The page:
In observation of natural phenomena, normal data acquisition may be hindered
by malfunctions in observation instruments. In such a case, the data value may
be filled by a specific value (such as 999) to indicate that normal data were
not obtained. This value indicating "abnormal data" is called the
missing value. Many packages of the DCL can handle data with such missing
Let's take the following data set as an example.
|Monthly Average of Daily Maximum Temperature|
This shows that normal data were not acquired for Kyoto in Jan. and July, and Nagoya in July. The value 999. indicates that data are lacking for these points. When reading these data for Jan. and July into the arrays t1, t7 to calculate the average, the value 999 must be excluded since they are not valid data. In this case, you can calculate the average excluding 999 by using rave of REALIB setting the internal variable 'lmiss' managed by glpget/glpset to .true. (initial value .false.)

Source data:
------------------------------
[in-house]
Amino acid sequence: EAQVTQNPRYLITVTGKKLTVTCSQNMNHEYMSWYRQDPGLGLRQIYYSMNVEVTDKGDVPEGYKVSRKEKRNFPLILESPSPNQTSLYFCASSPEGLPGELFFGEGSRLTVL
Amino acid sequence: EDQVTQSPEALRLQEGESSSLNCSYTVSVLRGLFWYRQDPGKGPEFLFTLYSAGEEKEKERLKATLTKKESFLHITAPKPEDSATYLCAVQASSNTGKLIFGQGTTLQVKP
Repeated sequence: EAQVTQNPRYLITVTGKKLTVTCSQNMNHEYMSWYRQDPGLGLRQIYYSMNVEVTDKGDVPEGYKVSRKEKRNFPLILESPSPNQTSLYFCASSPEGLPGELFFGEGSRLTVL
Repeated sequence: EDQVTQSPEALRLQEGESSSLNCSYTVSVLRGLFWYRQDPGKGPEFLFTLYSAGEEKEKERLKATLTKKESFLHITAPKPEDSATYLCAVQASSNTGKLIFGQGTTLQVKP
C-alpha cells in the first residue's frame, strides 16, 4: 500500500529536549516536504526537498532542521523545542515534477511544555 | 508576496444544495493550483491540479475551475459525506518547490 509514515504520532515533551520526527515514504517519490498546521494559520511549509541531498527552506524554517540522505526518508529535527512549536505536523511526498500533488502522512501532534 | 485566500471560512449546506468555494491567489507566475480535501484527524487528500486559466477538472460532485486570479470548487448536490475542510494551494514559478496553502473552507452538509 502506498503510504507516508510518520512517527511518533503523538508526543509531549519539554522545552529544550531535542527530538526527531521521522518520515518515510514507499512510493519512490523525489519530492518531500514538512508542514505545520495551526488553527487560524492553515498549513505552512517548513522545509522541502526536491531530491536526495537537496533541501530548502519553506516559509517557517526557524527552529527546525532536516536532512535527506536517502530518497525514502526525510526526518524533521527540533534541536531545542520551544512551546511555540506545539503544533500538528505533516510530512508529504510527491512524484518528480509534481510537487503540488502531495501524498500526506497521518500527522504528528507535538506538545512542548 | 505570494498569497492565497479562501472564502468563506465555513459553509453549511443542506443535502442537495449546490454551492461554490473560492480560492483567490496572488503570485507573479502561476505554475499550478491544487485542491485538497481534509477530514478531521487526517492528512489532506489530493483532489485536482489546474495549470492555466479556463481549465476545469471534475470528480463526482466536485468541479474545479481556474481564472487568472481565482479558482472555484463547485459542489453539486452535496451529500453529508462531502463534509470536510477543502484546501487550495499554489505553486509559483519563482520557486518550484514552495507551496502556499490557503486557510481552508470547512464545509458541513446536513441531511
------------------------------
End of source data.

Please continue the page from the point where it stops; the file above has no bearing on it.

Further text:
NumRu::DCL.gllset(cp,lpara) TAVE1 = return_value = NumRu::DCL.rave(rx,n,jx) TAVE7 = return_value = NumRu::DCL.rave(rx,n,jx)
Here, the functions that can handle missing values will return the missing
value when all of the array elements take missing values.
Furthermore, when calculating , tx, which is the sum of arrays t1 and t7, set
NumRu::DCL.gllset(cp,lpara) rz = NumRu::DCL.vradd(rx,ry,n,jx,jy,jz)
By setting the value of 'lmiss ' .true., vradd
will return the missing value when one or both of the array elements of
T1 and t7 are missing values. So in this case, the array elements
for tx corresponding to Nagoya and Kyoto will be missing values.
The missing values are specified by the internal variable 'rmiss' managed by glpget/glpset, and the initial value is 999. This value 999 is never encountered as air temperature so no problems are presented by its use in air temperature data. However, if this value falls in the range of valid data, the value for 'rmiss' must be changed.